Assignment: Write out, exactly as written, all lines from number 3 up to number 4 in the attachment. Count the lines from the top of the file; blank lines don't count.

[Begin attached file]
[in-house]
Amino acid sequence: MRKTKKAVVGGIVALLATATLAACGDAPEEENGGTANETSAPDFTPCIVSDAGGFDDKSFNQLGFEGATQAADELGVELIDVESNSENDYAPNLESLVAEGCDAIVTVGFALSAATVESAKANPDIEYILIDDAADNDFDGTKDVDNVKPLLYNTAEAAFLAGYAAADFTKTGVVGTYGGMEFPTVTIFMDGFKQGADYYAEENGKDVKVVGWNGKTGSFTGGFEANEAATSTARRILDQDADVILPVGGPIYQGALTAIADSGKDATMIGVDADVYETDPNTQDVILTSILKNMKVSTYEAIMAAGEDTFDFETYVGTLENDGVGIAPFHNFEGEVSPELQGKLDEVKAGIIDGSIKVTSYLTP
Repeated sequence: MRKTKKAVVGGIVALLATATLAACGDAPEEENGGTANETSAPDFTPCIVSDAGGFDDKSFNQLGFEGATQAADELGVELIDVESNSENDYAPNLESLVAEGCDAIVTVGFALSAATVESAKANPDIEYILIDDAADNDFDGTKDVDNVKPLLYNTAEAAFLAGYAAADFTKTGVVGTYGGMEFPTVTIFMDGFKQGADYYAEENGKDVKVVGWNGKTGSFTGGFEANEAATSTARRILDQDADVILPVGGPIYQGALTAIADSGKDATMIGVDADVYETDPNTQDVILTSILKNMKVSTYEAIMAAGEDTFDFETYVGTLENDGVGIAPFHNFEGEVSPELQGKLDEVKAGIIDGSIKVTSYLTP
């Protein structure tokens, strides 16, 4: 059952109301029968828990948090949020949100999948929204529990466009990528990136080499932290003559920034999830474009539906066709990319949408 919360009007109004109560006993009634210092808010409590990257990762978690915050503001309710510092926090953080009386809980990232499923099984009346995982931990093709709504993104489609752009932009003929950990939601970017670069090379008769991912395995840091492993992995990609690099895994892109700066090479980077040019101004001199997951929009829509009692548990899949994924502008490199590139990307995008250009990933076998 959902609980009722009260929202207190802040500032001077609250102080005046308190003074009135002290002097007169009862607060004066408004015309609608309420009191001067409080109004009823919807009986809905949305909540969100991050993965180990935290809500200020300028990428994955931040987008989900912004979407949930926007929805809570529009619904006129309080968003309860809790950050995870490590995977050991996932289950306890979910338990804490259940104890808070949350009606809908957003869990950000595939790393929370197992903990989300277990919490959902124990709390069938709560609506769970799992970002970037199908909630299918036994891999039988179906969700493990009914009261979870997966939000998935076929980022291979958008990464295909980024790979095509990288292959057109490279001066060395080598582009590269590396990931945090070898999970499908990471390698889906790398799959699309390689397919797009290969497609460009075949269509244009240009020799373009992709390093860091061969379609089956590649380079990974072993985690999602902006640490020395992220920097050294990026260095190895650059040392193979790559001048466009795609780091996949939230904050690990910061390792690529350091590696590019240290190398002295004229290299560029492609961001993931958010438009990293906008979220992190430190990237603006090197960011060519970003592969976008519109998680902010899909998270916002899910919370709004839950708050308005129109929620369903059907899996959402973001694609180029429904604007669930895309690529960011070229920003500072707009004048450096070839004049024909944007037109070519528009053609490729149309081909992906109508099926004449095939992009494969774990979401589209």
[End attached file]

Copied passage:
Repeated sequence: MRKTKKAVVGGIVALLATATLAACGDAPEEENGGTANETSAPDFTPCIVSDAGGFDDKSFNQLGFEGATQAADELGVELIDVESNSENDYAPNLESLVAEGCDAIVTVGFALSAATVESAKANPDIEYILIDDAADNDFDGTKDVDNVKPLLYNTAEAAFLAGYAAADFTKTGVVGTYGGMEFPTVTIFMDGFKQGADYYAEENGKDVKVVGWNGKTGSFTGGFEANEAATSTARRILDQDADVILPVGGPIYQGALTAIADSGKDATMIGVDADVYETDPNTQDVILTSILKNMKVSTYEAIMAAGEDTFDFETYVGTLENDGVGIAPFHNFEGEVSPELQGKLDEVKAGIIDGSIKVTSYLTP
């Protein structure tokens, strides 16, 4: 059952109301029968828990948090949020949100999948929204529990466009990528990136080499932290003559920034999830474009539906066709990319949408 919360009007109004109560006993009634210092808010409590990257990762978690915050503001309710510092926090953080009386809980990232499923099984009346995982931990093709709504993104489609752009932009003929950990939601970017670069090379008769991912395995840091492993992995990609690099895994892109700066090479980077040019101004001199997951929009829509009692548990899949994924502008490199590139990307995008250009990933076998 959902609980009722009260929202207190802040500032001077609250102080005046308190003074009135002290002097007169009862607060004066408004015309609608309420009191001067409080109004009823919807009986809905949305909540969100991050993965180990935290809500200020300028990428994955931040987008989900912004979407949930926007929805809570529009619904006129309080968003309860809790950050995870490590995977050991996932289950306890979910338990804490259940104890808070949350009606809908957003869990950000595939790393929370197992903990989300277990919490959902124990709390069938709560609506769970799992970002970037199908909630299918036994891999039988179906969700493990009914009261979870997966939000998935076929980022291979958008990464295909980024790979095509990288292959057109490279001066060395080598582009590269590396990931945090070898999970499908990471390698889906790398799959699309390689397919797009290969497609460009075949269509244009240009020799373009992709390093860091061969379609089956590649380079990974072993985690999602902006640490020395992220920097050294990026260095190895650059040392193979790559001048466009795609780091996949939230904050690990910061390792690529350091590696590019240290190398002295004229290299560029492609961001993931958010438009990293906008979220992190430190990237603006090197960011060519970003592969976008519109998680902010899909998270916002899910919370709004839950708050308005129109929620369903059907899996959402973001694609180029429904604007669930895309690529960011070229920003500072707009004048450096070839004049024909944007037109070519528009053609490729149309081909992906109508099926004449095939992009494969774990979401589209």